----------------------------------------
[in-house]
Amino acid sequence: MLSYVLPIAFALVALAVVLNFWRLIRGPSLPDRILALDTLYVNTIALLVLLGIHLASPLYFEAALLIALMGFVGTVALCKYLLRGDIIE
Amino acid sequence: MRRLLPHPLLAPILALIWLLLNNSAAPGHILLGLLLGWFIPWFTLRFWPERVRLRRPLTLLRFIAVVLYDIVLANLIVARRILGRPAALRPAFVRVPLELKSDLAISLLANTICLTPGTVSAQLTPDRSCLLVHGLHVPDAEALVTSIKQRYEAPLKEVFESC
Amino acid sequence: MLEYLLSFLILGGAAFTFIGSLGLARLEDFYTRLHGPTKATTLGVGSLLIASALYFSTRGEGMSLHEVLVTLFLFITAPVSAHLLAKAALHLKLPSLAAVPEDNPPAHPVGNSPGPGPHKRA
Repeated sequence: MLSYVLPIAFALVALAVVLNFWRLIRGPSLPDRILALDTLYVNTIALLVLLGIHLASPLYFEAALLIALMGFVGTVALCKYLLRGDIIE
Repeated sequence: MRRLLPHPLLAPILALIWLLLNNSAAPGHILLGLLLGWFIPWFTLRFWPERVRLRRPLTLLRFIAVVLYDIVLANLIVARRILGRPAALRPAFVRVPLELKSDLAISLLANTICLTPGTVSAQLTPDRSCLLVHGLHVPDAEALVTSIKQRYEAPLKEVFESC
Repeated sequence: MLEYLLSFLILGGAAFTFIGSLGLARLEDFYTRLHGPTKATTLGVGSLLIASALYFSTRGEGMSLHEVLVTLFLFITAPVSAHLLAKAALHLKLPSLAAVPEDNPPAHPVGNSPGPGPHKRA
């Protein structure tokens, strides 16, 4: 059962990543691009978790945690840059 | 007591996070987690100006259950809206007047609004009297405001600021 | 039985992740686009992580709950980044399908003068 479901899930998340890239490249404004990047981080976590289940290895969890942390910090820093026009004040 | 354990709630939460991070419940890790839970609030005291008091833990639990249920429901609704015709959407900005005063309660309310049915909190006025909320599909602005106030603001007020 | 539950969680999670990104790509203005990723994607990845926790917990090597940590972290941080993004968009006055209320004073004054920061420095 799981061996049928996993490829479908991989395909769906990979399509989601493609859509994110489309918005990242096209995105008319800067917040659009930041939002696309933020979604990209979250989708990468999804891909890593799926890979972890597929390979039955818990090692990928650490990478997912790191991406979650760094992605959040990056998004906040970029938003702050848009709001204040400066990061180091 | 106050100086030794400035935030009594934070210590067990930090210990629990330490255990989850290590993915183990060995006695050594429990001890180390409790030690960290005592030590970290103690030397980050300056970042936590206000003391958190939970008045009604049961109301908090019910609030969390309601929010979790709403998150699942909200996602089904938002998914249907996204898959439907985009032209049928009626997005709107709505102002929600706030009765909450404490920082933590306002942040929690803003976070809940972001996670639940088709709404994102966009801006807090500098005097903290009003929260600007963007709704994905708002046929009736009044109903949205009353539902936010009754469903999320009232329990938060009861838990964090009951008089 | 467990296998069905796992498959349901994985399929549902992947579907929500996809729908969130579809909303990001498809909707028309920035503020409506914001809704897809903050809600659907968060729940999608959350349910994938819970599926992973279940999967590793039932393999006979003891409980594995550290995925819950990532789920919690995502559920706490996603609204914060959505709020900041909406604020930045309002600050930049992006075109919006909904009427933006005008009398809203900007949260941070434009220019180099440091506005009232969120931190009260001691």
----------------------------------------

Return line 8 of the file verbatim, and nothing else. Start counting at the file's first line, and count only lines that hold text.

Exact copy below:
């Protein structure tokens, strides 16, 4: 059962990543691009978790945690840059 | 007591996070987690100006259950809206007047609004009297405001600021 | 039985992740686009992580709950980044399908003068 479901899930998340890239490249404004990047981080976590289940290895969890942390910090820093026009004040 | 354990709630939460991070419940890790839970609030005291008091833990639990249920429901609704015709959407900005005063309660309310049915909190006025909320599909602005106030603001007020 | 539950969680999670990104790509203005990723994607990845926790917990090597940590972290941080993004968009006055209320004073004054920061420095 799981061996049928996993490829479908991989395909769906990979399509989601493609859509994110489309918005990242096209995105008319800067917040659009930041939002696309933020979604990209979250989708990468999804891909890593799926890979972890597929390979039955818990090692990928650490990478997912790191991406979650760094992605959040990056998004906040970029938003702050848009709001204040400066990061180091 | 106050100086030794400035935030009594934070210590067990930090210990629990330490255990989850290590993915183990060995006695050594429990001890180390409790030690960290005592030590970290103690030397980050300056970042936590206000003391958190939970008045009604049961109301908090019910609030969390309601929010979790709403998150699942909200996602089904938002998914249907996204898959439907985009032209049928009626997005709107709505102002929600706030009765909450404490920082933590306002942040929690803003976070809940972001996670639940088709709404994102966009801006807090500098005097903290009003929260600007963007709704994905708002046929009736009044109903949205009353539902936010009754469903999320009232329990938060009861838990964090009951008089 | 467990296998069905796992498959349901994985399929549902992947579907929500996809729908969130579809909303990001498809909707028309920035503020409506914001809704897809903050809600659907968060729940999608959350349910994938819970599926992973279940999967590793039932393999006979003891409980594995550290995925819950990532789920919690995502559920706490996603609204914060959505709020900041909406604020930045309002600050930049992006075109919006909904009427933006005008009398809203900007949260941070434009220019180099440091506005009232969120931190009260001691």